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Iatrogenic Submandibular Duct Rupture Complicating Sialography: A Case Report

AUTHORS

Hadi Sharouny 1 , * , Rahmat Bin Omar 2

AUTHORS INFORMATION

1 Department of Otorhinolaryngology Head and Neck Surgery, Faculty of Medicine, Shiraz University of Medical Sciences, Shiraz, IR Iran

2 Department of Otorhinolaryngology Head and Neck Surgery, Faculty of Medicine, University of Malaya, Kuala Lumpur, Malaysia

How to Cite: Sharouny H, Omar R B. Iatrogenic Submandibular Duct Rupture Complicating Sialography: A Case Report, Iran Red Crescent Med J. 2014 ; 16(9):e7882. doi: 10.5812/ircmj.7882.

ARTICLE INFORMATION

Iranian Red Crescent Medical Journal: 16 (9); e7882
Published Online: September 5, 2014
Article Type: Case Report
Received: August 27, 2012
Revised: December 21, 2013
Accepted: August 19, 2014
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Abstract

Introduction: Sialolithiasis is the most common disease of salivary glands. Sialography is particularly important for the assessment of the outflow tract and in diagnosing obstructive salivary gland lesions including calculi.

Case Presentation: We report on a 38-year-old female with sialolithiasis whom had Wharton’s duct perforation, complicating the sialography. She was treated conservatively with a course of co-amoxiclav, oral prednisolone for three days and pain-killers. The patient was clinically well on follow-up reassessments at the end of the first week and three weeks post procedure.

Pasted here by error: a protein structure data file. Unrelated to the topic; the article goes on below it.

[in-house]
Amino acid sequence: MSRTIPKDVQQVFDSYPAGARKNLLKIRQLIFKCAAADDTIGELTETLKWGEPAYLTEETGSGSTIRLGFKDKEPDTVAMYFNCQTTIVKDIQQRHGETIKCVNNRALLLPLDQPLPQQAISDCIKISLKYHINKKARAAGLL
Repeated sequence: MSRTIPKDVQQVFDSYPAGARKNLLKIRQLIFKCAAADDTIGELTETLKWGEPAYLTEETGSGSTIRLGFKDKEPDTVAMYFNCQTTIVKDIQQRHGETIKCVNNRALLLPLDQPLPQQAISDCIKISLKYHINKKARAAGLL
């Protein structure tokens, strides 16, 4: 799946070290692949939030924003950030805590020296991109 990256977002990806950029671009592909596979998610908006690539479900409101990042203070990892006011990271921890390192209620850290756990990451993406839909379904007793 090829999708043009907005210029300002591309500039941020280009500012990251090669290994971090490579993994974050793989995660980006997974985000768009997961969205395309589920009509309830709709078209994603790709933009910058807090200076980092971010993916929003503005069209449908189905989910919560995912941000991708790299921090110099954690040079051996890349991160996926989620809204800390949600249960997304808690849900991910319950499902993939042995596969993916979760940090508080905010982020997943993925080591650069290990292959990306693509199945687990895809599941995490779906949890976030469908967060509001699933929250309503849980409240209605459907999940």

Conclusions: Perforation of salivary duct complicating the sialography is rare. Awareness of this potential complication and utilizing a good sialography technique need to be advocated amongst radiologists. Response to treatment by conservative management is preferred as illustrated in this case.

Keywords

Salivary Gland Calculi Sialography Salivary Ducts Rupture

Copyright © 2014, Iranian Red Crescent Medical Journal. This is an open-access article distributed under the terms of the Creative Commons Attribution-NonCommercial 4.0 International License (http://creativecommons.org/licenses/by-nc/4.0/) which permits copy and redistribute the material just in noncommercial usages, provided the original work is properly cited.

1. Introduction

Sialolithisis is the most common disease of the salivary glands. In a recent study, based on hospital admission figures in England, Escudier and McGurk, incidence has been estimated between 1 per 15,000 and 1 per 30,000 (1). Imaging of salivary glands for stones may be accomplished with a plain radiograph, conventional and digital sialography, ultrasound (US), computerized tomography scan (CT-scan) and magnetic resonance imaging (MRI) (2).

Amongst these, sialography is an important tool for the assessment and diagnosis of salivary gland obstructions including those caused by calculi. This study was performed by a radiologist who infused a contrast agent into the Wharton’s duct after dilation of its opening was performed. Contrast material is injected slowly with no significant force and then the radiographs were taken. The procedure is well tolerated by most patients and complications are uncommon.

2. Case Presentation